North Carolina Wildlife Resources Commission

N.C. Wildlife News Brief - Nov. 9, 2012


Wildlife Commission Adopts Fishing, Wildlife Management Proposals

The N.C. Wildlife Resources Commission has approved changes to the state’s hunting, fishing and trapping regulations for 2013-14. These new fishing and hunting regulations will take effect Aug. 1, 2013, with the exception of changes to the Spring Youth-Only Wild Turkey Season that will become effective April 1, 2013.

Following a process of reviewing public comments on the proposed changes, the Commission voted to adopt the regulation changes at its Nov. 8 meeting in Raleigh.

The proposals were approved as presented at the public hearings with several key exceptions.


Important Information  About Peanuts as Bait

The N.C. Wildlife Resources Commission is reminding hunters that only raw products are legal when using peanuts and peanut products for the supplemental feeding of black bears or when being placed in locations where the Commission has established a bear hunting season.

North Carolina law prohibits the placement of “processed food products” in any area where the Wildlife Resources Commission has set an open bear hunting season. However, hunters routinely supplement naturally available food with commercially available products, and the law allows hunters to release dogs in the vicinity of any food product that is not a “processed food product.”

Raw peanuts, shelled or in the shell, do not constitute a processed food product. See here for more information. To read more, see our press release


Wildlife Commission Biologist Wins Award 

Bennett Wynne, a fisheries biologist with the N.C. Wildlife Resources Commission, was named Fisheries Biologist of the Year by the Southeastern Association of Fish and Wildlife Agencies at its 66thannual conference on Oct. 9, in Hot Springs, AR.
Wynne received the honor for his outstanding work in both aquatic and habitat conservation and fisheries management.
As the agency's Anadromous Fisheries Coordinator, Wynne coordinates the management of coastal migratory stocks of shad, herring, striped bass and Atlantic sturgeon.
More on Wynne here.


Wildlife Receives National Boating Access Award

The N.C. Wildlife Resources Commission has received the State Boating Access Program Excellence Award from a national organization devoted to the acquisition, development and administration of public recreational boating facilities.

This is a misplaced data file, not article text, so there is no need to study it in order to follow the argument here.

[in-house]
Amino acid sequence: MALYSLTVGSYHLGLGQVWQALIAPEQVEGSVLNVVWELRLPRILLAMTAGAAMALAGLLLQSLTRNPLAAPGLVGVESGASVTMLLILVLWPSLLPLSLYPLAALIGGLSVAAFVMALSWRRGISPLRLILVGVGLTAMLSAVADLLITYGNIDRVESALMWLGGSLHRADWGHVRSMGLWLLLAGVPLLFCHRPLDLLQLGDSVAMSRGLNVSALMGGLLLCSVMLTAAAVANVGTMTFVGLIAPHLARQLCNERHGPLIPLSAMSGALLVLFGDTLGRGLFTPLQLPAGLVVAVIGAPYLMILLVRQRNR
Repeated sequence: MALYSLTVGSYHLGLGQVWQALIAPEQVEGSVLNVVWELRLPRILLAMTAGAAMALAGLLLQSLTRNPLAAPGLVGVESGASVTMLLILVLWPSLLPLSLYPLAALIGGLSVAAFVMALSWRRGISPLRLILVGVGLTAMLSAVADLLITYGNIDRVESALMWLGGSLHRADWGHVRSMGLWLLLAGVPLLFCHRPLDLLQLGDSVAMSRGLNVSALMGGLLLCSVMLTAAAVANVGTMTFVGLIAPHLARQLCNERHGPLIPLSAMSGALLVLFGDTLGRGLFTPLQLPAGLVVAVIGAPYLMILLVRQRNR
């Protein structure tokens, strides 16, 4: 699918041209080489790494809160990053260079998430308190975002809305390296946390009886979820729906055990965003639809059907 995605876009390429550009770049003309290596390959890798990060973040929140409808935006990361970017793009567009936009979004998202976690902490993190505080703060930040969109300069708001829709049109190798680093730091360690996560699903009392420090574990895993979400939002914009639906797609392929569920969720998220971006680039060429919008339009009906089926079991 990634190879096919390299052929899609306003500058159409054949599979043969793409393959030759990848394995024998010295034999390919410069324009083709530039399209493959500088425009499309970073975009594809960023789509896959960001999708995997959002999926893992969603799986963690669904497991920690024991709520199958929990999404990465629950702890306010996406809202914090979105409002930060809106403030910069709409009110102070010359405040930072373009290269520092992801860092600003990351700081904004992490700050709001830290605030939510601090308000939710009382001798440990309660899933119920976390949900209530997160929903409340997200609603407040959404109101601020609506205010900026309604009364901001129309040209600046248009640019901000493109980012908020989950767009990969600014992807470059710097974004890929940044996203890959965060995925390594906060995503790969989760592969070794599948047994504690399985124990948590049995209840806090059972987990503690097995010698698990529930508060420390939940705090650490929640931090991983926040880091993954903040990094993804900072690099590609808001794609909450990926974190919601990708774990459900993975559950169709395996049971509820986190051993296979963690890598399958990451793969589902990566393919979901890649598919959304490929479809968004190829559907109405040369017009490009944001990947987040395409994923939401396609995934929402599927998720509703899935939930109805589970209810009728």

The States Organization for Boating Access awarded the Wildlife Resources Commission with the honor during a conference in Alabama this fall. The Wildlife Commission maintains more than 200 free, public boating areas for close to 350,000 registered North Carolina vessels and a multitude of vessels trailered from other states.See our news item for more on this award and the accomplishments that led to it. 


Commission Acquires Game Lands

The Commission has closed on 1,025 acres on six separate tracts to be added to the Game Lands program.
They are:

  • Roaring Creek Tract, 136 acres, Avery County
  • Pinch Gut II Tract, 700 acres, Brunswick County
  • Swain Tract, 83 acres, Brunswick County
  • Raby Farm Tract, 54 acres, Macon County
  • Carpenter Tract, 16 acres, Scotland County
  • Fisher Futrell Tract, 36 acres, Scotland County

For more information on the Game Lands program, including an interactive map, see our public places page on

Contact Us

Boat Registration
For vessel registration/renewal inquiries contact
For general license and lifetime license inquiries contact
For enforcement, hunting/boating saftey, boading access areas, fisheries or wildlife management questions, Web site and/or other question or comments email


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Help Keep North Carolina Wild

At one time endangered and on the brink of extinction, bald eagles and peregrine falcons today soar high in our Carolina blue skies thanks in part to the work of Wildlife Diversity Program biologists. These biologists conduct projects and programs on behalf of nongame and endangered wildlife — animals that are not hunted and fished. Their efforts on behalf of nongame and endangered wildlife are funded significantly through donations, such as the N.C. State Income Tax Check-off. Other ways you can donate to the N.C. Wildlife Resources Commission’s efforts to keep the Tarheel state wild for generations to come can be found here